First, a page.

Week in Geek: Bowling ball vs. feather, falling

Have you ever wondered about all those famous thought experiments famous scientists come up with? Galileo and the Leaning Tower of Pisa, Einstein and his trains, Schrodinger and his cats. While we can't yet reenact what Einstein and Schrodinger had in mind, we can test Galileo's idea.

Galileo theorized that objects fall at the same rate (regardless of their mass, size, shape) when they are subject to the same gravitational acceleration (on the Earth, Moon, etc.) and air resistance is negligible (i.e., in a vacuum). Essentially, this means that in these conditions, any two objects will fall at the same velocity and land at the same time. Building an experiment to drop pairs of objects is no big deal, but building one to drop them in a vacuum is.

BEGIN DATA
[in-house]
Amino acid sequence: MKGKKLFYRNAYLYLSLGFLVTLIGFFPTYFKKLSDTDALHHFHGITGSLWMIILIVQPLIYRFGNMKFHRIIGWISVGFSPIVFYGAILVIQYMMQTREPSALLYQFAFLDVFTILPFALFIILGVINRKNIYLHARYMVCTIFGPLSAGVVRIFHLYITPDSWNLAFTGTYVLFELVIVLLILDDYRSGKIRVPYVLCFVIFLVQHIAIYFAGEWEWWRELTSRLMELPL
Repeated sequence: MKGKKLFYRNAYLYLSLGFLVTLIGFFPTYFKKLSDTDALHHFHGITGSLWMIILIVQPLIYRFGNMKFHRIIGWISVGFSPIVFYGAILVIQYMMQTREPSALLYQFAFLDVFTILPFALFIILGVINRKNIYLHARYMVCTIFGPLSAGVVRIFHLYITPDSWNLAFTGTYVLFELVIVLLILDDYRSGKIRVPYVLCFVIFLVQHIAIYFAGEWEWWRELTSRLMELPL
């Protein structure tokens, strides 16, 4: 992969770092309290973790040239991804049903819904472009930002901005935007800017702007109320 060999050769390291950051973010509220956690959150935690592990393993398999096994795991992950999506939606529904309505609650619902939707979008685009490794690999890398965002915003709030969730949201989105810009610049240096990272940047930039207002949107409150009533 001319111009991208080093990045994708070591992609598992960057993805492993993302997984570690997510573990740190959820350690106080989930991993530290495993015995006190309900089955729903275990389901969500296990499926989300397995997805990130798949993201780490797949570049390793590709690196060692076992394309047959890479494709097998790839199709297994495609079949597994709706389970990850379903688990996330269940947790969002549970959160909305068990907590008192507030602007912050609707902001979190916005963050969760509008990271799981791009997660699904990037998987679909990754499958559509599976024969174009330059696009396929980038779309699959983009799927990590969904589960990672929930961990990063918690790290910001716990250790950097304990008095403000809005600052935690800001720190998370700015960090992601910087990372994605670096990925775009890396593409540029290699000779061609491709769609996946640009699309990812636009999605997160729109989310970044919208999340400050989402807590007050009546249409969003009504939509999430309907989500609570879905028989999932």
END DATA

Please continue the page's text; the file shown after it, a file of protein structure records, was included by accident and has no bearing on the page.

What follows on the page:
Vacuum chambers weren't really commonplace until the advent of flight, when aeronautical engineers built them to simulate high‐altitude conditions for engine tests. Once the space race began, vacuum chambers were in great demand. The world's largest vacuum chamber is located at the Space Power Facility (SPF) at NASA Glenn Research Center's Plum Brook Station in Sandusky, Ohio. Operating since 1969, the SPF chamber is 122 feet tall and 100 feet in diameter.

Recently, physicist Brian Cox visited SPF to film a segment for his BBC series "Human Universe." Watch as he recreates Galileo's famous experiment.


Some of you may recall another recreation that took place long ago (as in 1971) and far away (as in the Moon). Commander Dave Scott on Apollo 15, famously dropped a feather and a hammer on the surface of the Moon with the same amazing result.


It's pretty incredible to see physics in action like this, isn't it?

Here's some more geek from the week to inspire some thought experiments:

Keep on geeking! @Summer_Ash